How Many Calories Do You Need?

The amount of calories required per day for a person in a wheelchair, who has limited or no movement of their legs, is a subject I see nowhere on the internet.  This is a problem as just blindly following a recommendation or guideline based on able-bodied individuals is truly an apples to oranges situation.  If we look at the most basic calculations for able-bodied individuals the simplest method is the following:

Fat loss = 12 - 13 calories per lb. of bodyweight
Maintenance (TDEE) = 15 - 16 calories per lb. of bodyweight
Weight gain: = 18 - 19 calories per lb. of bodyweight

So for a 150lb pound person they would take in 1800 for fat loss, 2250 for maintenance and 2700 calories in per day for weight gain.  That sounds reasonable for a person who gets a normal level of daily activity with some gym time.  However, I will tell you right now if you follow this table, and you are in a wheelchair with limited use of your legs, you will pile on pounds over time if you follow this table.  Every chart I have seen will do some calculation added in based on activity and once upon a time I based my caloric intake on this chart factoring in my 4-5 times per week of strenuous activity.  I found out after a couple months that just as the mortgage crisis found out, the formula is BROKEN!!!

I don't have to get too scientific here to make the claim that the legs are the main burn of calories, even in sedentary folks who do the minimal amount of walking required to get around.  It's leg day that destroys people in the gym, it's the day even the hardest core of gym-goers fears.  People who just walk around the office burn more calories in that little of activity than they realize and these types of calculations are based on that.  So what do we wheelers do?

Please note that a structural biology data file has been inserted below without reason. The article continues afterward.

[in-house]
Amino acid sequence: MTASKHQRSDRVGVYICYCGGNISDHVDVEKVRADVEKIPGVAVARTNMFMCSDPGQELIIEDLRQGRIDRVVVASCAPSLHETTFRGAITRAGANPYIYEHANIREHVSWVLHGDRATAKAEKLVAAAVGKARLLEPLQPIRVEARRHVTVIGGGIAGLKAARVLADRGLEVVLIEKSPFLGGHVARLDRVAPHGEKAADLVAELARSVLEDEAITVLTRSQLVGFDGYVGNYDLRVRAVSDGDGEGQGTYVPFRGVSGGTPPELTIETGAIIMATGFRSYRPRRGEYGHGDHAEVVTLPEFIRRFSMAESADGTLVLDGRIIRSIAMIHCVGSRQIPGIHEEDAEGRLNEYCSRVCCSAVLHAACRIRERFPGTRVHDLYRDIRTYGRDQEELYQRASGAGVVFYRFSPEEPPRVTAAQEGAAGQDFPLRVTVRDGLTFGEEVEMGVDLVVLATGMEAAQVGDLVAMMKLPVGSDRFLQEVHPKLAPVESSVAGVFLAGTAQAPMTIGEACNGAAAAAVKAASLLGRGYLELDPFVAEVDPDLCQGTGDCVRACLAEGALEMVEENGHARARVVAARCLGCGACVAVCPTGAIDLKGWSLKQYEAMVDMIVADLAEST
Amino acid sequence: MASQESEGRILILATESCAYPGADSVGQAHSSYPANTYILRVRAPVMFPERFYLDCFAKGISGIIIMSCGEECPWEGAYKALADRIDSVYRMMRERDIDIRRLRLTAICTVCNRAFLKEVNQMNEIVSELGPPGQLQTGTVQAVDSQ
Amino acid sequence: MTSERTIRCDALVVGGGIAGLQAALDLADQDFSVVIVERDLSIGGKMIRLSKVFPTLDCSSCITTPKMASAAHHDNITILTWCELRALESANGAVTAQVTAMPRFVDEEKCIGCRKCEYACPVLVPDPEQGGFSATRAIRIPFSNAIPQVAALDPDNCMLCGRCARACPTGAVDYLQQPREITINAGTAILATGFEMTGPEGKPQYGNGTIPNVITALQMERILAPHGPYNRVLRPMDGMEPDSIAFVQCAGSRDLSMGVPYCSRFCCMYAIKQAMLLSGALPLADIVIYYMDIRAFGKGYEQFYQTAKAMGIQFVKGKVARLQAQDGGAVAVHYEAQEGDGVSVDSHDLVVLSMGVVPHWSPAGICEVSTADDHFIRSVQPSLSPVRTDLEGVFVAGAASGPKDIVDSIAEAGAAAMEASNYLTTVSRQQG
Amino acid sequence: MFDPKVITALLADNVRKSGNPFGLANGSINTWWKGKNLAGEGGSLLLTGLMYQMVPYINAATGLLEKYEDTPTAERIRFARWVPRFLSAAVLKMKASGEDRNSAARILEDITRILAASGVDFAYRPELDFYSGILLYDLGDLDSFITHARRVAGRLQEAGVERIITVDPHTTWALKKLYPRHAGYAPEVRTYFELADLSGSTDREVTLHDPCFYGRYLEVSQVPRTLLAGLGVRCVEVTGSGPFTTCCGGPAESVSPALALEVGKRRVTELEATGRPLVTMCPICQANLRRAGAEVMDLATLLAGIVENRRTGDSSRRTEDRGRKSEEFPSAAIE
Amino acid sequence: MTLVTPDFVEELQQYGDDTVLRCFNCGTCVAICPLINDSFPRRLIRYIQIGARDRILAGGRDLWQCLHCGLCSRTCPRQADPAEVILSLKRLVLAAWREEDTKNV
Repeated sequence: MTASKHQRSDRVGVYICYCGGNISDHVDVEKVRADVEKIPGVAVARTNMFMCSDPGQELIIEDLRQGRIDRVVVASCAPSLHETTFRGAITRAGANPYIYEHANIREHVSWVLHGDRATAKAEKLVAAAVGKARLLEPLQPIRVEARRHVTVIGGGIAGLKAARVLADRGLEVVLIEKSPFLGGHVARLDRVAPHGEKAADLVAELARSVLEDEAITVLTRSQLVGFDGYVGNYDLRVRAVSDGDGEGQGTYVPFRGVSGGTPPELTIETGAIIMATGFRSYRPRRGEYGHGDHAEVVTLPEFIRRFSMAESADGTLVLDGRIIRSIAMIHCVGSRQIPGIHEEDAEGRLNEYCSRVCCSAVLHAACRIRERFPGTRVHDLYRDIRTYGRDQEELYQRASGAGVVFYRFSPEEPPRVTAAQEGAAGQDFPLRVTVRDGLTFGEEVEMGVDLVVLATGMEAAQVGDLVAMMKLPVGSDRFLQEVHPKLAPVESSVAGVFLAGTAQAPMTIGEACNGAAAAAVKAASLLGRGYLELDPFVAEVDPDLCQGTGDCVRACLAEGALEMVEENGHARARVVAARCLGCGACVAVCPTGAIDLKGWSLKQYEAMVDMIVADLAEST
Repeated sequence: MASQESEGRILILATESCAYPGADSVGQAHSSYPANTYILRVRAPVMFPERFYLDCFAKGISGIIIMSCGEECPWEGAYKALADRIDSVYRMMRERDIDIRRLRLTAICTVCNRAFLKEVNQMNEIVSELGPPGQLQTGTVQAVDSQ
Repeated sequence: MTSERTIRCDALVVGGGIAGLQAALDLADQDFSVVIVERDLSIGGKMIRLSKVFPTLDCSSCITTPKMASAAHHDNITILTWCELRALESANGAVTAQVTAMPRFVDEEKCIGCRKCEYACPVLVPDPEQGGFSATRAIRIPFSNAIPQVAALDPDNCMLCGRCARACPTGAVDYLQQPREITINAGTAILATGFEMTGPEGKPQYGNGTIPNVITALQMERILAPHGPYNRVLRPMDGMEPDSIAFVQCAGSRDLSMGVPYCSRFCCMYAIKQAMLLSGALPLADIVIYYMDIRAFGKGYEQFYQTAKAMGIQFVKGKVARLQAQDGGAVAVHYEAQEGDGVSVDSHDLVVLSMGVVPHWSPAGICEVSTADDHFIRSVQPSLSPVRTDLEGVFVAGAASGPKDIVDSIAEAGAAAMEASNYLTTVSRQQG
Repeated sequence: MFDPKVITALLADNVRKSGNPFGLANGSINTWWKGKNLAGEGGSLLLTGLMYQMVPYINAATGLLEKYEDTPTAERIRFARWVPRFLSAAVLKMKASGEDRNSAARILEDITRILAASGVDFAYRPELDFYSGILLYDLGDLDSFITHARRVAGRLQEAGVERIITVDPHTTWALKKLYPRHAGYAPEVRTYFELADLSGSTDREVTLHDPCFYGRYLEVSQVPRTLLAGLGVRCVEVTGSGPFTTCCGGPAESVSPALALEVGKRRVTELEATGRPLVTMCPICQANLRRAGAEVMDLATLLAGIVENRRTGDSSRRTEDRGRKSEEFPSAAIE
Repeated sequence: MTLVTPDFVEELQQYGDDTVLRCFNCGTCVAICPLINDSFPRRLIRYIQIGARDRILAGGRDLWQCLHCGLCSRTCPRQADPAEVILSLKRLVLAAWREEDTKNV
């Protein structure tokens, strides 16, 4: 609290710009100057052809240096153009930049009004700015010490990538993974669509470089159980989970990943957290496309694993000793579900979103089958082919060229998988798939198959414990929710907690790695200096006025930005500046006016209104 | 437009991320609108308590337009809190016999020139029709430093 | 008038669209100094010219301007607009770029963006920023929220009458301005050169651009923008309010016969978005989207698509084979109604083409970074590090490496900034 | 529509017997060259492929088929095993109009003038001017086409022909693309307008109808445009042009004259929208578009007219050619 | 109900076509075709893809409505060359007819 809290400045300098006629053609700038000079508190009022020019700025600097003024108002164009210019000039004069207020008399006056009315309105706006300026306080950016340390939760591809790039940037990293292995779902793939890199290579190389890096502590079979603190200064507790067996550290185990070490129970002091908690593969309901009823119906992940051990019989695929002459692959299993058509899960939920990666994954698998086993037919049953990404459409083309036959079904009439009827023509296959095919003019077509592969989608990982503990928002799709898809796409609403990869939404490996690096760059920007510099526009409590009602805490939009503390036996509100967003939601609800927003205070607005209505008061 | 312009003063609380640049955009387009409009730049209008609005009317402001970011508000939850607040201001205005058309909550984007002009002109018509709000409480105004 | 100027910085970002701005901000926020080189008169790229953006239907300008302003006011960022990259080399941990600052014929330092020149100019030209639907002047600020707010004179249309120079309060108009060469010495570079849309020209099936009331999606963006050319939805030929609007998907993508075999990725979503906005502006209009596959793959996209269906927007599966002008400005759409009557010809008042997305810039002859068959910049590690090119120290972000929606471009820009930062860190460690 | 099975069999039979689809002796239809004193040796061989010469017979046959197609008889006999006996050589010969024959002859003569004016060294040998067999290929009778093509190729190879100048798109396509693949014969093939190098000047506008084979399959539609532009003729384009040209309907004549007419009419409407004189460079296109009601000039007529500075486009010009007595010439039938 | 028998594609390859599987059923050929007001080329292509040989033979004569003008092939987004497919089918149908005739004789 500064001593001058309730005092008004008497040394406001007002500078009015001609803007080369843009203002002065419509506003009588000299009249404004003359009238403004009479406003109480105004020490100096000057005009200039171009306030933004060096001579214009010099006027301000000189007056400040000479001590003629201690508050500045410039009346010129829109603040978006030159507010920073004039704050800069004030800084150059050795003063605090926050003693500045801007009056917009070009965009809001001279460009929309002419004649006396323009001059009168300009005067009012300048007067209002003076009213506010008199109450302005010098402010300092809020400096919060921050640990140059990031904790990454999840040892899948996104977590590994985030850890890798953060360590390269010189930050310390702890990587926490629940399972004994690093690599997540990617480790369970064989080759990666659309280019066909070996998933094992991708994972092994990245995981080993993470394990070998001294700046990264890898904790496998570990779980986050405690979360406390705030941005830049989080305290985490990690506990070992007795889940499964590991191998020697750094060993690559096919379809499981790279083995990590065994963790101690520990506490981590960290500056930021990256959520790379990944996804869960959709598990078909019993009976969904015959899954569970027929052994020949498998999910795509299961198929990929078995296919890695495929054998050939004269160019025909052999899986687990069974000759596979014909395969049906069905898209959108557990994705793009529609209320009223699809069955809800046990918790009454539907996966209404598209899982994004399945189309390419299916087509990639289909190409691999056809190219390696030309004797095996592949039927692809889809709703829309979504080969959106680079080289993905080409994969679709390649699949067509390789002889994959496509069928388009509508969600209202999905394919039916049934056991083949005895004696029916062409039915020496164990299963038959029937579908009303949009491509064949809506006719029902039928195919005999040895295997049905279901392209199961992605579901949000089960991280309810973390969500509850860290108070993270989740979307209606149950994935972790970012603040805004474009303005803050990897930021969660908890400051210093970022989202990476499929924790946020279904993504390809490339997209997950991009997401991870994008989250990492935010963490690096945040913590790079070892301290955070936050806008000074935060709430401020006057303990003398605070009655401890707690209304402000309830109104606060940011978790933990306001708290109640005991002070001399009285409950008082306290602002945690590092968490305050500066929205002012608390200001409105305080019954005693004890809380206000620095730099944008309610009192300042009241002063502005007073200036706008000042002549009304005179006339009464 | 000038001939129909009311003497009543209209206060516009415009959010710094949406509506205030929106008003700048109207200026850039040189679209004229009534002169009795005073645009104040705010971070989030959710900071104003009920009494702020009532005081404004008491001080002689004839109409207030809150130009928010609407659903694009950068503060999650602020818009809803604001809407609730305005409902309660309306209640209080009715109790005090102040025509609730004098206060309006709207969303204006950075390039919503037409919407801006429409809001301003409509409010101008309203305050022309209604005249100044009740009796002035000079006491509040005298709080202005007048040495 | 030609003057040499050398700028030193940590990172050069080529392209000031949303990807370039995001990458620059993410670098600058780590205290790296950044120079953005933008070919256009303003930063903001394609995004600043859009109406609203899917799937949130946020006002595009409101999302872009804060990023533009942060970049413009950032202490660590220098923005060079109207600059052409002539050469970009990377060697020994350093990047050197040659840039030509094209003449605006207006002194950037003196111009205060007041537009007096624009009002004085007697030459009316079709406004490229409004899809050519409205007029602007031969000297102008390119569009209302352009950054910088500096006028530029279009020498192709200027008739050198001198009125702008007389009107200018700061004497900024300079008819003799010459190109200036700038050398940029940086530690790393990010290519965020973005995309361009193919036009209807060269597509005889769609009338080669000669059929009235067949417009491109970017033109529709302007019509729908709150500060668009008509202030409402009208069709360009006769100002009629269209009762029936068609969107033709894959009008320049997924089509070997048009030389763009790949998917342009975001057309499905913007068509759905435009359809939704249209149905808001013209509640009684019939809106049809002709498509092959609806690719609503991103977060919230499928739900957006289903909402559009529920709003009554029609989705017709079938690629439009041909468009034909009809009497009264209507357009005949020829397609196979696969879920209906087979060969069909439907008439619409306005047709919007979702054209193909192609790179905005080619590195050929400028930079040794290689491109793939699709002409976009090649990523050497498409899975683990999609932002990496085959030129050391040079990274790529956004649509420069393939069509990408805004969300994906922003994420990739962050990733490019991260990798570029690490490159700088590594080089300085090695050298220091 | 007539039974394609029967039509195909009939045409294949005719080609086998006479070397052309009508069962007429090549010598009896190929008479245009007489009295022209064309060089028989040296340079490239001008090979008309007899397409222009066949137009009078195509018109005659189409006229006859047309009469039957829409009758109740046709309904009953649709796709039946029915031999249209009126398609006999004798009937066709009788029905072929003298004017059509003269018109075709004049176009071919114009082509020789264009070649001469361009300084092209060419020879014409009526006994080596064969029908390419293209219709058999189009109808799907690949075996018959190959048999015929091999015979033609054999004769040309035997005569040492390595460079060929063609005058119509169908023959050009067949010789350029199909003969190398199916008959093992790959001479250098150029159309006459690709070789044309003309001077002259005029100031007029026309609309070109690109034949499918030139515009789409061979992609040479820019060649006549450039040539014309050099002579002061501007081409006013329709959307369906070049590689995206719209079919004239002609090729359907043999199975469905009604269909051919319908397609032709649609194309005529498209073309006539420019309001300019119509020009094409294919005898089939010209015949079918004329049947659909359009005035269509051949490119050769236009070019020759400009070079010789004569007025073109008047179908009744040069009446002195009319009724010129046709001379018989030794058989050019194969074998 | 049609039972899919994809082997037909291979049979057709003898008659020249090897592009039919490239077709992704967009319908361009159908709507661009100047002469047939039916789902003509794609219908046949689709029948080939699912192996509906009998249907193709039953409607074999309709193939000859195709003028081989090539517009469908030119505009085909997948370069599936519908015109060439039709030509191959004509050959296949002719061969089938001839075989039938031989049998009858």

We do what we always do, adjust.  The ratios from above were 12 for fat loss, 15 for maintenance and 18 for weight gain.  For wheelers I would start with bringing that down to 10 for fat loss, 12.5 for maint and 15 for muscle gain.  For a 150lb person this gives you:

  • 1500 calories per day for fat loss.
  • 1875 calories per day for maintenance.
  • 2250 calories per day for fat/muscle gain.

This is by no means black and white, but this is a starting point.  In a comparison of an able-bodied person  to a wheeler it is around 300 calories less per goal.  Depending on your goal I would start with these targets and +- 100 calories on either side of the target.

RANT:  I F-ing hate the term able-bodied in comparison to us wheelers.  Put your typical lazy-ass male my age in a bench press competition, followed up with a pull up competition against me and see who is "able-bodied".   But people know what  I mean and it shortens the paragraph versus saying "a person who can walk".  I digress.

On days you do NOT do a hard gym session or a lot of cardio I would recommend dipping closer to a fat loss target of 10 calories per bodyweight.  We just do not burn a lot of calories wheeling around unless we are going up hills, and if that is the case I would classify that as cardio.  Our wheelchairs are all lightweight, titanium or aluminum.  Built to be as efficient as any high priced bicycle.  Plus over time our wheel stroke becomes extremely efficient as well.  Combine an efficient wheelchair with an efficient stroke and you burn almost nothing on basic wheeling and regular daily activities.  So start with these targets in mind.  

  • 10 fat loss
  • 12.5 maintenance
  • 15  muscle gain

If these are A LOT less calories then you normally consume, make a smaller adjustment.  On days you do perform a strenuous weight training session or cardio, bump the calories up  above maintenance levels.  Drop back down under maintenance on non-training days.  Base it on how you feel and monitor your weight/fat loss weekly and monthly.  And finally, DO NOT blindly follow dietary recommendations geared towards "able-bodied" folks as you will most certainly gain weight over time.

If you missed the article on the basic nutrition guidelines, check it out here.